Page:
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The government mustn't delay action on restrictions to junk food advertising

Jack Doughty, Senior Policy Officer at Diabetes UK, reacts to the government’s announcement that it is delaying key policies on junk food advertising and promotions from its Obesity Strategy.

The government has announced it will be delaying the introduction of new restrictions on promotions and advertising of unhealthy food and drink by a year. A year’s delay at this point in time puts these policies under serious threat of not happening at all. This comes after cuts to weight management services were announced last month. These cuts and delays mark a huge backtrack on key government pledges on obesity. It looks more and more unlikely that we’ll achieve the aim of halving childhood obesity by 2030.  

Living with overweight and obesity is one of the main risk factors for developing type 2 diabetes. During the pandemic, childhood obesity levels saw their fastest rise on record, with children living in the most deprived areas more than twice as likely to be living with obesity than children from the least deprived. Linked to this, we are seeing a worrying rise in type 2 diabetes in children, which carries greater risks than receiving a diagnosis in adulthood. To reverse this trend, it is essential for the government to support people to live healthier lives. It must do this by addressing problems that affect our whole society, like the food environment that people are exposed to.  

Junk food advertising restriction delay puts government commitments under threat 

In 2020, the government committed to a range of actions as part of an Obesity Strategy to tackle the rising rate of obesity across the country. These measures include: 

  • new restrictions on junk food advertising  

  • new restrictions on the promotions and placement of junk food in supermarkets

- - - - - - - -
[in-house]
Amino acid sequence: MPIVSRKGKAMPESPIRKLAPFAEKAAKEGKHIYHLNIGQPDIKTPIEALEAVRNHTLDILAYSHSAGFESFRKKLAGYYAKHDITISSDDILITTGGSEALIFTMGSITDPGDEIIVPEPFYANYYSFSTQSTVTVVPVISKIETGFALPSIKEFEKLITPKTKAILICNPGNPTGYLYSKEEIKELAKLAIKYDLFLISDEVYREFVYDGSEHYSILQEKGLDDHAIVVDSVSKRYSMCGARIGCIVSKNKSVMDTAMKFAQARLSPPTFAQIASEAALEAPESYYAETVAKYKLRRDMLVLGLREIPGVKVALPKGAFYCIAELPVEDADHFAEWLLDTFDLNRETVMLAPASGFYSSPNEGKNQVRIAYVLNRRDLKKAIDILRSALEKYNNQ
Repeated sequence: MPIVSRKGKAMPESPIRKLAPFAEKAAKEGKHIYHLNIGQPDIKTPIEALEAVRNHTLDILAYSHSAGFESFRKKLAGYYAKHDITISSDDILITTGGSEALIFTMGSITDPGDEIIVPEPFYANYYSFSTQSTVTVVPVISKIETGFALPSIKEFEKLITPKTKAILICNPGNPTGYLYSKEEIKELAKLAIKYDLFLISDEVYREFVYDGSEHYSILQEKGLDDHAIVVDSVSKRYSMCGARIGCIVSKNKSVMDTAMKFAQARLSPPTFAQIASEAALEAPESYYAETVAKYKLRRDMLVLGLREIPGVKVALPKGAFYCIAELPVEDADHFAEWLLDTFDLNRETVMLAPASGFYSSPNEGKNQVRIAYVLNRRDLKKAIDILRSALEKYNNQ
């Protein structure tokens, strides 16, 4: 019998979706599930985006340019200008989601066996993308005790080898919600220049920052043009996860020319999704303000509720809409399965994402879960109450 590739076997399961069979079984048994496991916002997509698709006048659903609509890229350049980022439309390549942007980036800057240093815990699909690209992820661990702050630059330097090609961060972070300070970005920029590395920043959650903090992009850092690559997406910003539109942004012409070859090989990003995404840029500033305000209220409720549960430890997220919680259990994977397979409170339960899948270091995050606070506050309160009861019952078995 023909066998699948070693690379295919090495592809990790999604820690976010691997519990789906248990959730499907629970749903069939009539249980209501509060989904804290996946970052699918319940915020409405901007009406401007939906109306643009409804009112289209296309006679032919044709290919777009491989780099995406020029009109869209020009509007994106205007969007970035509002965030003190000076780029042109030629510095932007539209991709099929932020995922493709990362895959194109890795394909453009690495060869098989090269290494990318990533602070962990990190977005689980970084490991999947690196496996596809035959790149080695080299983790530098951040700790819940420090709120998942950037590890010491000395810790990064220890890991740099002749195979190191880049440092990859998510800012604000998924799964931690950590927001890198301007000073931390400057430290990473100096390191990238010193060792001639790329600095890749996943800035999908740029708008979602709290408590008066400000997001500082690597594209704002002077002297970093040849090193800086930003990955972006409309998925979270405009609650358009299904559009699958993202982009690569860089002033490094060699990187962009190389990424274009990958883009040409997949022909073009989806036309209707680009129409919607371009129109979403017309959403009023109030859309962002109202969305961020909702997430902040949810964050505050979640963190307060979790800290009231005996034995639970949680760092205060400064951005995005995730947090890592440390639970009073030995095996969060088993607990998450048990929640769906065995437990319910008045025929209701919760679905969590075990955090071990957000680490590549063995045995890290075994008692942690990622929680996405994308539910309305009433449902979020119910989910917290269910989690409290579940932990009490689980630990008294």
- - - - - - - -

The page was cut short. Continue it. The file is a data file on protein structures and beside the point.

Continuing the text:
• working to expand weight management services 

  • calorie labelling on menus to help people to make healthier choices.  

These policies demonstrate an acknowledgement that reducing obesity levels is not simply a matter of changing individual behaviours. We also need to address an unhealthy food environment.  

In recent weeks we’ve heard repeated government reassurances that they were ‘absolutely committed’ to the measures within the Obesity Strategy. We are therefore extremely disappointed to hear that these important policies are now under threat of not being put into practice due to the delay. 

Cost of living arguments don't add up 

The government is citing the current cost of living crisis for this delay, but the evidence does not support this. Evidence shows that promotions by volume, like multibuy offers, can increase the amount of food and drink a household purchases by 22%. Rather than save people money, these offers encourage more spending on unhealthy products, which is why these restrictions should be implemented as part of a range of measures needed to create healthier food environments and address health inequalities.  

As well as going back on measures to prevent obesity, the government also appears to be deprioritising treatment of obesity. We were disappointed to see that recently introduced additional funding for tier 2 weight management services, which are services provided in the community to help people lose weight through diet, exercise and lifestyle advice, is to be withdrawn this year. This has been reported as £100m worth of cuts for the NHS and local authorities that was only introduced a year ago.  

Bold action needed  

Last year, the government commissioned the independent National Food Strategy to set out a range of recommendations on how the government could build on the Obesity Strategy and further address the obesity crisis. The response from the government is due shortly and we are extremely concerned about the implications of the latest delays and cuts for that announcement. 

We are urging the government not to backtrack or further delay its commitments and then to go further to make the environment we live in healthier. We want to see: 

  • healthier food made more accessible for all 

  • more done to enable people to have active lives 

  • financial measures from the government to reduce the amount of unhealthy food we are exposed to.

We will only see a reduction in obesity if bold measures are taken to tackle inequality and the unhealthy food environment. The government must reconsider these delays and prove that they are truly committed to levelling up the country’s health. 

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